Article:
Weak founder effects but significant spatial genetic imprint of recent contraction and expansion of European beech populations.

Sylvie Oddou-Muratorio, Tonya Lander, Etienne Klein & Anne Roig
Understanding the ecological and evolutionary processes occurring during species range shifts is important in the current context of global change. Here, we investigate the interplay between recent expansion, gene flow and genetic drift, and their consequences for genetic diversity and structure at landscape and local scales in European beech (Fagus sylvatica L.) On Mont Ventoux, South-Eastern France, we located beech forest refugia at the time of the most recent population minimum, approximately 150 years ago,...

Competition and facilitation among fungal plant parasites affect their life-history traits

Agathe Dutt, Rault Anthony, Didier Andrivon, Stéphane Jumel, Gwenola Le Roy, Alain Baranger, Melen Leclerc & Christophe Le May
Multi-infections may result in either competitive exclusion or coexistence on the same host of pathogen genotypes belonging to the same or different species. Epidemiological consequences of multiple infections, particularly how the development and transmission of a pathogen can be modified by the presence of another pathogen, are well documented. However, understanding how life history strategies of each pathogen modulate co-infection outcomes remains quite elusive. To analyze how co-infection drives changes in life history traits and...

Milk intake, body anatomy and composition in calves

Sadjad Danesh Mesgaran, Dominique Pomies, Volker Röttgen, Björn Kuhla, Stefan Nüske, Alex Bach & Armin M. Scholz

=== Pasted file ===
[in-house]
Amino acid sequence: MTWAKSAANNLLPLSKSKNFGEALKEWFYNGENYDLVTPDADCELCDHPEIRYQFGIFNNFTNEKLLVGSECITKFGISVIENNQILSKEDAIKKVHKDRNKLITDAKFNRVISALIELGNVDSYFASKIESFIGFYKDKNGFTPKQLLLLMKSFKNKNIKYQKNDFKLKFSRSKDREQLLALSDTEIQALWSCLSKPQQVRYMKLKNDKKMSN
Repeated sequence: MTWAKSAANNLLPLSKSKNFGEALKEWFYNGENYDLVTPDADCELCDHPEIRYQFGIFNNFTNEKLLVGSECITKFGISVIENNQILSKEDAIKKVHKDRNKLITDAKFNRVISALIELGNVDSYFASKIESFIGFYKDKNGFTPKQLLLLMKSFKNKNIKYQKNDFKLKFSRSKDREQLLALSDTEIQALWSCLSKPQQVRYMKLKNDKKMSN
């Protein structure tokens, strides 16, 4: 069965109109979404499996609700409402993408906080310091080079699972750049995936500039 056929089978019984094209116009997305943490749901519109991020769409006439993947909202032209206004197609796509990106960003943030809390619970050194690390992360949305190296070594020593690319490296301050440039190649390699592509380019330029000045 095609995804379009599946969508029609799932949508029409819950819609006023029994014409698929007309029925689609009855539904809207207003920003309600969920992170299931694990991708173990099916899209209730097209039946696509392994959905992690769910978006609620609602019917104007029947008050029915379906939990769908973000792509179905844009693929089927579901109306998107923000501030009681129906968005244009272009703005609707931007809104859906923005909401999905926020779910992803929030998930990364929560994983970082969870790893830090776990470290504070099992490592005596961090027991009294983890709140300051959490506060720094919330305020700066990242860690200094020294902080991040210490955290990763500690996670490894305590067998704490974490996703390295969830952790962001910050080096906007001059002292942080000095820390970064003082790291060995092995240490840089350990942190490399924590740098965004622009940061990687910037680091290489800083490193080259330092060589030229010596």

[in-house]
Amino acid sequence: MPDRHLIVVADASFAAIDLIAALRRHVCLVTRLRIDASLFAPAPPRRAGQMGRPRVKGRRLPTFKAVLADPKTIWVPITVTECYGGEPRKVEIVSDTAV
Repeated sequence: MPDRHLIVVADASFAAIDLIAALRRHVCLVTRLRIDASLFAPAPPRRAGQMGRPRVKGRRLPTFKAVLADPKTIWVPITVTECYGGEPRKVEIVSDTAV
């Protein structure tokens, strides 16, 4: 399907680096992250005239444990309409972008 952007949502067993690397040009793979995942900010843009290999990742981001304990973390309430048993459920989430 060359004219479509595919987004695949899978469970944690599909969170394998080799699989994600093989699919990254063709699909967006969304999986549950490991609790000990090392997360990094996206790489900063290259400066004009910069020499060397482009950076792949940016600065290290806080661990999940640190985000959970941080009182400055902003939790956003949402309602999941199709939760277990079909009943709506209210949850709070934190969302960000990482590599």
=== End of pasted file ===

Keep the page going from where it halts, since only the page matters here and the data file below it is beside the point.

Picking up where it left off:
Calves are an important investment on a cattle farm as their loss can cause substantial financial damage. Young calves are susceptible to a range of different diseases caused by pathogens, which can lead to morbidity and mortality. Additionally, calf management, including cow-calf separation, colostrum feeding, housing, dehorning and vaccination, can directly impact the health of calves. This chapter is therefore dedicated to different methods for assessing specific traits in calves. The current focus in calf...

Greenfeed systems

Cécile Martin, Yvanne Rochette, David Humphries & Gilles Renand
The GreenFeed (GF) system spot samples the breath of individual animals for short periods (3–7 min), at various times of the day, over several days, weeks, or months to measure methane production. To obtain a diurnal CH4 emission pattern from the GF system, the animal visits need to be appropriately distributed over a 24 h feeding cycle. This can be difficult to achieve as the number of visits is greater during certain hours of the...

Lameness detection and scoring

Sadjad Danesh Mesgaran, Juan Haladjian, Stefan Nüske, Dorothée Ledoux, Dave Humphries, Lene Munksgaard & Isabelle Veissier